Elliott Sadler, who won the first-ever Chase race for NASCAR’s Xfinity Series on Saturday night at Kentucky Speedway, is doing something career-wise that seems fairly logical, but in reality rarely happens: He’s forged a career in the Xfinity Series after his Sprint Cup career faltered.

Sadler once was a promising young Sprint Cup racer who won three Cup races from 2001 to 2004. But his career at NASCAR’s elite level had stalled by the 2010 season.

Instead of pursuing rides with back-marker Cup teams, as many once-hot prospects often do, Sadler took a step further back to the No. 2 circuit, now known as Xfinity, and resurrected his career.

Eddie Wood, who co-owned the No. 21 Ford that Sadler drove to his first Cup victory at Bristol Motor Speedway in 2001, said Sadler has made a successful transition to Xfinity because he’s made good decisions that landed him in fast cars. Wood also said Sadler is good at keeping his sponsors happy, which keeps the dollars flowing to his teams.

Wood sees Sadler’s recent success as a sign of better things to come for his fellow Virginia resident. (Sadler is from Emporia; Wood from Stuart.)

“Elliott is all about confidence,” Wood said. “When he has it, he’s hard to beat.”

Sadler’s win at Kentucky Speedway Saturday night was the 13th of his career in the series and his third this season — joining victories at Talladega Superspeedway and Darlington Raceway.

In the bigger picture for Sadler, he seems to be peaking at just the right time. His latest win was his fourth top-four finish in a row. That represents an improvement over an already remarkably consistent season that has seen him score 11 top-five and 24 top-10 finishes in 27 races this year.

At Kentucky, Sadler didn’t appear to have a winning car, but crashes by some of the faster drivers allowed him to begin the final restart on the front row.

Although outside front row starter Ryan Blaney had a much faster car, Sadler got a mighty push from third-starting Daniel Suarez. That allowed Sadler to clear Blaney and drive away to victory, one that was especially rewarding because his mother had been hospitalized for most of the week leading up to the race.

“I’ve had a really hard week on not much sleep,” Sadler said in his winner’s interview. “So to come here and be able to walk away with a trophy is very special, more than you probably know.”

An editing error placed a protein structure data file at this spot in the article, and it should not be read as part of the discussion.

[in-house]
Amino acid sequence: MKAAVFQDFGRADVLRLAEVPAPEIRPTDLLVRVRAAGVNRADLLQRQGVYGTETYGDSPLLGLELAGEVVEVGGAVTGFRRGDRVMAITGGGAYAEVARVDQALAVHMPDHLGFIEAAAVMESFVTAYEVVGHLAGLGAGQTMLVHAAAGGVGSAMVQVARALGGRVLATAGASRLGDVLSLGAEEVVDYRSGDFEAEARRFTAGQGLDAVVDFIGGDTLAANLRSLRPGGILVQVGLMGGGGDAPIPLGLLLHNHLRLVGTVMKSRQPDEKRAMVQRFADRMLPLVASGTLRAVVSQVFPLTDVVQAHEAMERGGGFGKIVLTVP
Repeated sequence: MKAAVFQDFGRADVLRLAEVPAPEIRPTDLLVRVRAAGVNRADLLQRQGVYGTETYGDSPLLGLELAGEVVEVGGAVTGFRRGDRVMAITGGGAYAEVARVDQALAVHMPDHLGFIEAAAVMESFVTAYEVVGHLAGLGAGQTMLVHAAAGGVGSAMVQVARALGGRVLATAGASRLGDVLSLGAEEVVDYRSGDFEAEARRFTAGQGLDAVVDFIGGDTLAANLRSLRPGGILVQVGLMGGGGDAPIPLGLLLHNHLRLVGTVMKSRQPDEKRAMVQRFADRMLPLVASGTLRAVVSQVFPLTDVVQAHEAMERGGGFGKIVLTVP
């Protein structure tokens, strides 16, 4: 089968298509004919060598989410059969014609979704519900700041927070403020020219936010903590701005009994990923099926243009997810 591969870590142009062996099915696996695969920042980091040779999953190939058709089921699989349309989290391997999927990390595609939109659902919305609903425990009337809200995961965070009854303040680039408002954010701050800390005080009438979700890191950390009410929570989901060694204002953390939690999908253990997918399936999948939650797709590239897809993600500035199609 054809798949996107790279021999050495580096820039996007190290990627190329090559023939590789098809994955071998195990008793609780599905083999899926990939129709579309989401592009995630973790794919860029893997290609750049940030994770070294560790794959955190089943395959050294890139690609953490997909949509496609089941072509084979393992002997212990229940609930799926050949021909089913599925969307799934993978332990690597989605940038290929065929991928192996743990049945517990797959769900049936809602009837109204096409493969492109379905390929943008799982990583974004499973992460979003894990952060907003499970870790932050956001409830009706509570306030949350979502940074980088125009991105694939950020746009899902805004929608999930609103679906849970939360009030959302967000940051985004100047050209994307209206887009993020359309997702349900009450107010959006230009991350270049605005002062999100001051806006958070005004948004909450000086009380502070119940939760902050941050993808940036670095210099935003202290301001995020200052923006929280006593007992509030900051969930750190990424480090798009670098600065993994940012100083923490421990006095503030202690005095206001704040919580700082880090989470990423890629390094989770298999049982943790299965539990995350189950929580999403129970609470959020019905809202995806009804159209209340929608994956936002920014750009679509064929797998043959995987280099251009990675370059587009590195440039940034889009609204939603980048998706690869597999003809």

He said he was inspired by his mother, Bell Sadler, who has been battling cancer.

“I’ve watched my mom fight so much,” he said. “She’s a tough rascal, man, battling a lot. Had two surgeries — one on Monday and one on Tuesday.

“If I can see my 70-year-old mom fight like that to get better and want to make it home, I sure can fight inside the race car and do a better job.”

Sadler’s victory also was a rewarding one for his car owner, Dale Earnhardt Jr., who also has been battling health issues related to a concussion suffered midway through the Sprint Cup season.

Suarez finished second ahead of Ryan Blaney, who flew in from New Hampshire Motor Speedway to drive the No. 22 Ford for Team Penske. Part-time driver Sam Hornish Jr. had another strong run, finishing fourth over Matt Tifft, who was racing in the Xfinity Series for the first time since being sidelined in July for surgery to remove a benign brain tumor.

Saturday’s race put a damper on the Chase hopes of some of the division’s top drivers. Erik Jones, who entered the Chase as the top seed, was battling with fellow Chaser Ty Dillon with 13 laps to go when they crashed.

“It’s my fault,” said Jones, who finished 28th and dropped to ninth in the standings after starting from the pole and leading 100 laps. “We definitely had a winning car, but we just made a mistake and it ended our night.”

Dillon, who led 47 laps and finished 27th, was similarly disappointed.

“We’re in a hole,” he said. “We had speed ... so we can win races. It just hurts.”

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